Conceptual failure. Turning hard for minutes (let alone seconds) on end without stalling? Conceptual failure. Heavily banked or inverted aircraft which do not drop like a stone? Conceptual failure. No useful implementation of g-forces, momentum and kinetic energy? Conceptual failure. Indeed, the behaviour of aircraft in flight in this simulation makes it manifestly obvious that the team have no understanding of this topic, conceptually or otherwise.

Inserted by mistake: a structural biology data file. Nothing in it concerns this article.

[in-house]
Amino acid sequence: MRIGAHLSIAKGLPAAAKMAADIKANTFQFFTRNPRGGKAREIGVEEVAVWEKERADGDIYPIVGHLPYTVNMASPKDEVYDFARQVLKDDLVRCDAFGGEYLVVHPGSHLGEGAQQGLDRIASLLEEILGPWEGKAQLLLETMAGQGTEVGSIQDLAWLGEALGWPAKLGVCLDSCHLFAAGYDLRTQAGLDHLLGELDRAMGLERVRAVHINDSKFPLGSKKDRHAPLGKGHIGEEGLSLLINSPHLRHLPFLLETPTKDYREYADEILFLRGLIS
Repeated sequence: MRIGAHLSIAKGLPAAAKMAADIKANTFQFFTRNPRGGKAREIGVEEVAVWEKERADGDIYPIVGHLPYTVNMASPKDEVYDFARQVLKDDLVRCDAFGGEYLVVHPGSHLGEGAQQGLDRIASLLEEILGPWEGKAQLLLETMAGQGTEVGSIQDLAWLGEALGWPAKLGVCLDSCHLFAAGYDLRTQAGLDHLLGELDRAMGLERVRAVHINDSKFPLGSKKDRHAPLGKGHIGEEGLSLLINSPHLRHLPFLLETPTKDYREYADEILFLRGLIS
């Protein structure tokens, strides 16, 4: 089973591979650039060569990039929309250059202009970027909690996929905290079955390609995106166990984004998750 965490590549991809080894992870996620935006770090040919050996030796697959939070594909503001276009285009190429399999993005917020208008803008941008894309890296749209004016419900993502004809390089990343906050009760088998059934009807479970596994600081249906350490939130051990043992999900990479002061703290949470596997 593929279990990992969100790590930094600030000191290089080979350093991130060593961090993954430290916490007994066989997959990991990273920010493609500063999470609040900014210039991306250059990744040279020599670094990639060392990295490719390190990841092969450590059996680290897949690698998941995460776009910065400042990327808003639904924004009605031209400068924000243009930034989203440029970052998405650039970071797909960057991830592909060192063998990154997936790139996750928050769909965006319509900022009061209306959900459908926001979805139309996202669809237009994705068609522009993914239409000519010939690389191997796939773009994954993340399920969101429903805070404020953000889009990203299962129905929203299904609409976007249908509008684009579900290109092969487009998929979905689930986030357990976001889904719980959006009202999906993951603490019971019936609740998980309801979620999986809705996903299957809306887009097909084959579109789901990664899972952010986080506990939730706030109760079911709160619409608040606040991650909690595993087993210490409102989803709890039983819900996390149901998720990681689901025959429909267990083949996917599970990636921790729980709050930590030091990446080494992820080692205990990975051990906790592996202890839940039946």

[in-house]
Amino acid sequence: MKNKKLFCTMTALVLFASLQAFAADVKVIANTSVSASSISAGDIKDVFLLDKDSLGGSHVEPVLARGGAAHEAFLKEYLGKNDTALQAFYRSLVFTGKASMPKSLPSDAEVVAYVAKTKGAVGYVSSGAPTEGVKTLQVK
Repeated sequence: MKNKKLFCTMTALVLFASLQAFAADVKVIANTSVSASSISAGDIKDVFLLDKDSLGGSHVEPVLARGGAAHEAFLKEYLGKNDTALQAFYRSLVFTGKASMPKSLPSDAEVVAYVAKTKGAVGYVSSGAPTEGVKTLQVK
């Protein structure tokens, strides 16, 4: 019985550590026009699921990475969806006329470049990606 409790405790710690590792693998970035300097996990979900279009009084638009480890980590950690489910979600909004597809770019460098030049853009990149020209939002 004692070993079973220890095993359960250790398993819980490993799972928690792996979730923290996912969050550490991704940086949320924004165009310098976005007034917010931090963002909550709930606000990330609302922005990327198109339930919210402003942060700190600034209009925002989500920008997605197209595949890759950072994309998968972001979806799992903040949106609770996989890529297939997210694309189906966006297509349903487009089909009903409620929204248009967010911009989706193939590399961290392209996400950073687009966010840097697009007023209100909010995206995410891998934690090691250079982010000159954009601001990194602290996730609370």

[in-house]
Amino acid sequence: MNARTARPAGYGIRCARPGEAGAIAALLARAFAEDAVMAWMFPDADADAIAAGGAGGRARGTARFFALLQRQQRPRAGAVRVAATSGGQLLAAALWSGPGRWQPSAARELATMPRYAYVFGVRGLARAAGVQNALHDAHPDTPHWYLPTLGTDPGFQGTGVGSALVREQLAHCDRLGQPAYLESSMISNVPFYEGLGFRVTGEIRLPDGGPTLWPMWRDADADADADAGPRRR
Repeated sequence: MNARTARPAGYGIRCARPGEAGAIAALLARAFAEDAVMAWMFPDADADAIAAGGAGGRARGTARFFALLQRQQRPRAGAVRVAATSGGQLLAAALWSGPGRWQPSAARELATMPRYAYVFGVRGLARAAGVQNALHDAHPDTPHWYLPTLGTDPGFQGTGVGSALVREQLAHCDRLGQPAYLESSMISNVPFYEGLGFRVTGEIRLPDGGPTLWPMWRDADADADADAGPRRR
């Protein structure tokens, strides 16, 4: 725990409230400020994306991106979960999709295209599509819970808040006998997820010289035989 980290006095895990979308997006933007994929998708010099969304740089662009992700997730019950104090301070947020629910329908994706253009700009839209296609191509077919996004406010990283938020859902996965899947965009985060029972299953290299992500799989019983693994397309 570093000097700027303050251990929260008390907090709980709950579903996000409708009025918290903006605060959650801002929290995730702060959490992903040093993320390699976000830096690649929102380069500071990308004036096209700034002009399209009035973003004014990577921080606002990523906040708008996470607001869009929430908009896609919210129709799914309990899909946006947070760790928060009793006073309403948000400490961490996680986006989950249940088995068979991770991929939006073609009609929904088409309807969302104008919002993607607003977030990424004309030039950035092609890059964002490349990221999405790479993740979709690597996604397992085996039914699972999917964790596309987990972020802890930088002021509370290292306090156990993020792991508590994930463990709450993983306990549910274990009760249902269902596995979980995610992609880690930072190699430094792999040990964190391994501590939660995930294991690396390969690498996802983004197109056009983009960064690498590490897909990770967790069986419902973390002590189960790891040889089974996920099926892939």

Well, but how can that be? How can persons with no real knowledge of flight or aviation history make an historical flight sim? We can only observe that this case was not the first time, nor certainly will it be the last. In fact, this case is the norm; that is to say, coders write sim software, not pilots nor aviation historians. Without very considerable expert guidance, they will obviously get it wrong as they know precious little about the subject (just as an aviation historian would be unlikely to code a java applet). The problem with IL2-- and to be fair, with most simulation software-- is that a self-devolving system of failure sets in as the sim gains in popularity: the coding team begin to see themselves as experts. Yes, they start out humbly enough (as did one O.M. years ago), gladly accepting help from those who are bona fide historical experts. Then they collect enthusiast material-- books and videos and the like-- which, quite tragically, they regard as research documentation. These coders then familiarise themselves with this desperate material, and lo-and-behold in no time at all they are historical experts! How daft that all those other "experts" wasted their time with years' of dedicated archival work, field research, museum conservation, pilot qualification, academic papers and lectures, book publication and the like. All they really needed to do was to browse a few gung-ho